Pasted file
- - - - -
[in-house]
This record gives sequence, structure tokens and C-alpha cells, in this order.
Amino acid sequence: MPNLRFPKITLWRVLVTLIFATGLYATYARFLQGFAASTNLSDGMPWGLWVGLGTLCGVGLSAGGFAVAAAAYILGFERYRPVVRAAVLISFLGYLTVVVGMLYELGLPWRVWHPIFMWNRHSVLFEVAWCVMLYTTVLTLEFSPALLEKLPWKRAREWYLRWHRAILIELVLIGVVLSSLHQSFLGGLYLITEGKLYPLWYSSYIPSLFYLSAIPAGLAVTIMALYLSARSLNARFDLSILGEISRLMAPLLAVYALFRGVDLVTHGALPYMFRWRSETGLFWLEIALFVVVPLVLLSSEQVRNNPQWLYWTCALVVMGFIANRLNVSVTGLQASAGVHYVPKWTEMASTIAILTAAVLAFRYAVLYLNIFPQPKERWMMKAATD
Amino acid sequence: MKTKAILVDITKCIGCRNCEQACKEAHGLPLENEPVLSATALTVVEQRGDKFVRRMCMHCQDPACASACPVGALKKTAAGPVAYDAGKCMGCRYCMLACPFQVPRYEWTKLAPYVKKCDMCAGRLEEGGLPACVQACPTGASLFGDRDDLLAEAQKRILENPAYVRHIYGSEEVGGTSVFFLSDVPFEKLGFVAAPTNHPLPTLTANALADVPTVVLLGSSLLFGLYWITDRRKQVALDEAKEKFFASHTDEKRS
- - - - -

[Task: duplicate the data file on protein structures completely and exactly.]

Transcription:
[in-house]
This record gives sequence, structure tokens and C-alpha cells, in this order.
Amino acid sequence: MPNLRFPKITLWRVLVTLIFATGLYATYARFLQGFAASTNLSDGMPWGLWVGLGTLCGVGLSAGGFAVAAAAYILGFERYRPVVRAAVLISFLGYLTVVVGMLYELGLPWRVWHPIFMWNRHSVLFEVAWCVMLYTTVLTLEFSPALLEKLPWKRAREWYLRWHRAILIELVLIGVVLSSLHQSFLGGLYLITEGKLYPLWYSSYIPSLFYLSAIPAGLAVTIMALYLSARSLNARFDLSILGEISRLMAPLLAVYALFRGVDLVTHGALPYMFRWRSETGLFWLEIALFVVVPLVLLSSEQVRNNPQWLYWTCALVVMGFIANRLNVSVTGLQASAGVHYVPKWTEMASTIAILTAAVLAFRYAVLYLNIFPQPKERWMMKAATD
Amino acid sequence: MKTKAILVDITKCIGCRNCEQACKEAHGLPLENEPVLSATALTVVEQRGDKFVRRMCMHCQDPACASACPVGALKKTAAGPVAYDAGKCMGCRYCMLACPFQVPRYEWTKLAPYVKKCDMCAGRLEEGGLPACVQACPTGASLFGDRDDLLAEAQKRILENPAYVRHIYGSEEVGGTSVFFLSDVPFEKLGFVAAPTNHPLPTLTANALADVPTVVLLGSSLLFGLYWITDRRKQVALDEAKEKFFASHTDEKRS